It may have left the theater but hunt Child 44 down at home. It carries an emotional punch whose ending will leave you with tears in your eyes.
There is no question that the talent of some actors brings meaning to small, largely ignored films. One of those actors is Tom Hardy. While he has played significant roles in high budget films like Inception (2010) and The Dark Knight Rises (2012), he has repeatedly delivered powerful performances in movies seen only in independent theaters like Warrior (2011), Lawless (2012) and last year’s Locke and The Drop.
He delivers again in Director Daniel Esponosa’s Child 44. Taking place in Russia under Stalin’s totalitarian rule in 1953, he is a World War II hero who has risen in the ranks of the military police.
The mesmerizing quality of this film is reflected by its depiction of the conformist nature of the Soviet Union during the Cold War. The government lives by one rule, namely to establish submission as a national trait, and the police don’t need to investigate any killings because there is “NO MURDER IN PARADISE”.
In short, Mr. Hardy’s character, Leo Demidov, is soon disgraced when his wife, Raisa, is implicated in challenging the government’s reach into every corner of a citizen’s life. He also has challenged the accepted wisdom of his country by trying to investigate the tragic death of a friend’s small boy whose death along some railroad tracks was not an accident but clearly the work of a sadistic killer.
Leo and Raisa are soon forcibly transferred to a Siberian-type city, and things aren’t helped by the fact that their marriage is in shambles. However, they overcome the absence of love when they both join hands after realizing that 44 small boys have been found mutilated along the rails of the Soviet Union.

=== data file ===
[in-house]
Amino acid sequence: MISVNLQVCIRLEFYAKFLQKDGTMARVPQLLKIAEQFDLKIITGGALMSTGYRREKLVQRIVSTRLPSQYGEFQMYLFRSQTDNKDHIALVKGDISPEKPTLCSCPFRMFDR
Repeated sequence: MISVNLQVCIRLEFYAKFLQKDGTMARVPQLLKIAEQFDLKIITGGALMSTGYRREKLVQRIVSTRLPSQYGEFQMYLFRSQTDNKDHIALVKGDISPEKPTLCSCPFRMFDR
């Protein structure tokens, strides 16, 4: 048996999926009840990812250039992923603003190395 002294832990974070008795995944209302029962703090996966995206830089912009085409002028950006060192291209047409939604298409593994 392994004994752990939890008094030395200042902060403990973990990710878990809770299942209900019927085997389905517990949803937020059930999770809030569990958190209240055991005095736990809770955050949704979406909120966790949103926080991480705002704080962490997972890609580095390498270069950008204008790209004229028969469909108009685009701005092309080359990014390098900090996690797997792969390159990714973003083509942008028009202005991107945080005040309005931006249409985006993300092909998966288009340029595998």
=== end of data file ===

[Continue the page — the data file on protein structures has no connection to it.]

Mr. Hardy and Noomi Rapace, who plays Raisa, are a combined work of art, reliving a relationship that also developed out of life’s ashes as seen in The Drop. Neither one can be described as physically stunning by Hollywood’s traditional standards, yet their characters are enormously attractive. Their films are reminiscent of those referred to as film noir in Hollywood in the 1940s.
In my recent review of Furious 7, I referred to Michele Rodriguez and Zoe Saldana as the best female ass kickers in Hollywood. I was partially wrong, as I excluded Ms. Rapace. Her performance as Lisbeth Salander in the three Dragon Tattoo movies should be classified as unforgettable classics. And the vicious fights that take place in this film where she takes a wicked beating to save a wounded husband is horrifyingly compelling.
I also need to mention that the film is tremendously helped with small performances from Gary Oldman, Paddy Considine, Joel Kinnaman and Jason Clarke. As previously shown by all four, they know how to inhabit a character and bring him to life.
Let me end with the frank question concerning who would want to see a film about a child serial killer? Well, you should, particularly since the film allows you to peek into the cultural devastation taking place under Stalin’s control. Yes, you may turn away at times, but not for long.